Comment housecleaning

As a gentle reminder, Ate Up With Motor is an automotive history and commentary site, NOT a marketplace, a restoration guide, or a forum for technical advice. Therefore, it bears repeating:

  • I am NOT a mechanic or an engineer; I CANNOT tell you how to fix, modify, or restore your car or truck, or provide any technical advice. (I’m not qualified to do that.)
  • I CANNOT provide any financial advice. I can’t help you appraise cars, trucks, parts, or automotive memorabilia; I can’t advise you on how much these things are worth or whether they’d be a good investment or not. (I’m not qualified to do that either.)
  • I am NOT in the business of buying or selling cars, trucks, parts, or automotive memorabilia.
  • I CANNOT help you buy or sell cars, trucks, parts, or automotive memorabilia; Ate Up With Motor doesn’t run classified ads and is NOT intended as a forum for connecting buyers and sellers.

I’ve been telling people that over and over again since the inception of Ate Up With Motor almost 15 years ago, but I still regularly get comments asking for repair advice, for help with valuation or authentication, or to buy or sell a particular car or part, no matter how frequently and emphatically I tell people I can’t help with those things and don’t want the legal liability.

Consequently, I’ve removed quite a few older comments along those lines, and if (when!) I receive more in the future, I’m strongly considering simply deleting them. (As noted in the Comment Policy section of the Terms of Use, I reserve the right to decline to publish, unpublish, or delete any comment on this website, with or without notice.)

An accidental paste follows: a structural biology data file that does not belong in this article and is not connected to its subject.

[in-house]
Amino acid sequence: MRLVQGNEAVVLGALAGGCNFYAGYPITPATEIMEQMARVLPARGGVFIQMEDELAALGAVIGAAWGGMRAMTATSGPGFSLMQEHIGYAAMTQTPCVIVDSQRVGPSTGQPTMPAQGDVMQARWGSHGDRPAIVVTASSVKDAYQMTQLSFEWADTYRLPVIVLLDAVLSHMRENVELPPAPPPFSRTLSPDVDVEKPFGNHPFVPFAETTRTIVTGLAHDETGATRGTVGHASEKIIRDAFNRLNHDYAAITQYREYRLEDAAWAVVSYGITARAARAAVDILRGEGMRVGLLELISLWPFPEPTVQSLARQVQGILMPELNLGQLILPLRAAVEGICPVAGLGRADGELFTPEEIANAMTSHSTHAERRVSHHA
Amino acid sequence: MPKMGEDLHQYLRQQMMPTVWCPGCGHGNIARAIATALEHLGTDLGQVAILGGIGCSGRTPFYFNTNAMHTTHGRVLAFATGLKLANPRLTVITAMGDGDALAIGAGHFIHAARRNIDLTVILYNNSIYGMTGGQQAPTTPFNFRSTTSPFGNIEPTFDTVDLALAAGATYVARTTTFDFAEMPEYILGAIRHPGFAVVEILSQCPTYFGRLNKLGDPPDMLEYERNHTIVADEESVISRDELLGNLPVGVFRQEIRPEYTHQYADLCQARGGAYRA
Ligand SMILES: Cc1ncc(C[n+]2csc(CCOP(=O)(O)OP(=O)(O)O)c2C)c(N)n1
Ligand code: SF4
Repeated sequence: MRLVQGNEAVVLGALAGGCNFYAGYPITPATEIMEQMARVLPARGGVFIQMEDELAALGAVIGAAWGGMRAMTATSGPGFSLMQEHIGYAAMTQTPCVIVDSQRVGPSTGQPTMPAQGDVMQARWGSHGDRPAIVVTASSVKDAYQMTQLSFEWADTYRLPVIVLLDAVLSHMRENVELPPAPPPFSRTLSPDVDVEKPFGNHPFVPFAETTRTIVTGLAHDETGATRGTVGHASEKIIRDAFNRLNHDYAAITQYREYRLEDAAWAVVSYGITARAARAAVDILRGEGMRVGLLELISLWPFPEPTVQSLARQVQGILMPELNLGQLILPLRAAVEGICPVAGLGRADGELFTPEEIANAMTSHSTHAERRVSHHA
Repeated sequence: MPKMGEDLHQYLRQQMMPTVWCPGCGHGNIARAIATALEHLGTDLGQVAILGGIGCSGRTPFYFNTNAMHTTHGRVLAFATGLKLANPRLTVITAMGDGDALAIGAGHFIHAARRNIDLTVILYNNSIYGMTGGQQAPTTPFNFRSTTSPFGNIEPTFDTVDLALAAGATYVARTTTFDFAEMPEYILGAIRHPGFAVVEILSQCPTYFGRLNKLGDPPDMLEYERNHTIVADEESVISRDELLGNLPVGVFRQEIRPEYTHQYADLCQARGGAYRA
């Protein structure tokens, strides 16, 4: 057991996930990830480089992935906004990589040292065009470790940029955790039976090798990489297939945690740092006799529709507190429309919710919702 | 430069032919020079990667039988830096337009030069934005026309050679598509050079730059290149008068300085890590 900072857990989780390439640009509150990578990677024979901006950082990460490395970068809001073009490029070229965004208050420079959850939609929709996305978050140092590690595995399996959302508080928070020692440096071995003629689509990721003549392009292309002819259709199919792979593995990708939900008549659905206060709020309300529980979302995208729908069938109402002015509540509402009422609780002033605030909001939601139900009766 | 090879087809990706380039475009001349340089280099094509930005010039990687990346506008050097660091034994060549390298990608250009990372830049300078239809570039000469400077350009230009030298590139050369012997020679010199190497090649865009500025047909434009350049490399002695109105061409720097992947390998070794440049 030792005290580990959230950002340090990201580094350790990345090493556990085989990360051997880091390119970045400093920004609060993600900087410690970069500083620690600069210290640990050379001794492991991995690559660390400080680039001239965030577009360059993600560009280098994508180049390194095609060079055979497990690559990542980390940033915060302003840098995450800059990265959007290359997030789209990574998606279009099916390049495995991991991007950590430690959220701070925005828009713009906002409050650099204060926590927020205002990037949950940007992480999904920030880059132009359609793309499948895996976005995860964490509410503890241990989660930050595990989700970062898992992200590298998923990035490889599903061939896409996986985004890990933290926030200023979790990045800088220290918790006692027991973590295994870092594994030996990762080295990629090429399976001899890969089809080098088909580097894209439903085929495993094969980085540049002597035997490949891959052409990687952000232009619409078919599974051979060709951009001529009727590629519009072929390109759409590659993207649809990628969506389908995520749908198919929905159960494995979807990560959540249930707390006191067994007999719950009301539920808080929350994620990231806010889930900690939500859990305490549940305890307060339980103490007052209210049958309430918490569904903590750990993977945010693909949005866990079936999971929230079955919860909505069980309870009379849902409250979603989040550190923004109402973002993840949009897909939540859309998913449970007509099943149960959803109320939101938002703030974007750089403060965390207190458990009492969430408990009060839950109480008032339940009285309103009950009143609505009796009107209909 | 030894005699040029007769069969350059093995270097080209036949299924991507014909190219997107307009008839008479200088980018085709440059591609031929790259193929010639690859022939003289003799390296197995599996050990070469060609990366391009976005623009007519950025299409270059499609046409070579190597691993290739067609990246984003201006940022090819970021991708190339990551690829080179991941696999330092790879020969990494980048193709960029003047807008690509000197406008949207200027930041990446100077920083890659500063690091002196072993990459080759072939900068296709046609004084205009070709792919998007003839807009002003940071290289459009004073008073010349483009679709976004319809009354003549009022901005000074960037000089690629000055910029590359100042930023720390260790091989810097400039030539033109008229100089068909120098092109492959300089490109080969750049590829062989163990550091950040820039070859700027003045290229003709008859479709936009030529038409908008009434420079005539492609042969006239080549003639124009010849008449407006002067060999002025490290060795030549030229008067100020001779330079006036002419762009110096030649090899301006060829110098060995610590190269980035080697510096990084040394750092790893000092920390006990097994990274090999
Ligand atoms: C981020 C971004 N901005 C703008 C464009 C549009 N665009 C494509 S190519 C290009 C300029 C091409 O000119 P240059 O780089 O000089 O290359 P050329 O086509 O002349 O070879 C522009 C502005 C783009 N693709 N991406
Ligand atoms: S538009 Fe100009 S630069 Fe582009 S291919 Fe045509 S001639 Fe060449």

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  1. Happily, AUWM remains a fantastic historical site full of fascinating stories and, despite your “not being a mechanic”, an gift for understanding and imparting technical knowledge on display. (I’ve spent a long time studying your article on Simpson gearsets and the Chrysler Torqueflite; I’m… modestly confident I kinda understand them.) Long may it continue.

    Incidentally, do you have any more articles in the works? I don’t mean to chivvy; the existing library is plenty of reading!

    1. I did recently renew the site’s domain registration and will shortly renew its domain validation certificate (the SSL/TLS certificate that enables HTTPS connections), but at this point, I’m not sanguine about future new content. This isn’t to say I wouldn’t like to do more or that I don’t have ideas on that score, but I’m so intimidated by the growing regulatory morass that I honestly don’t know that it will ever be feasible.

      1. Aaron, I wonder if you get so many car and parts queries because Ate Up With Motor ranks so high in search queries.

        As to the future of your website, have you considered switching over to a vendor such as Substack? Your content is of such high quality that at least a partial paywall might work. In Substack’s case, there is no charge to you except for a percentage of subscription revenue, and they take care of the backshop stuff.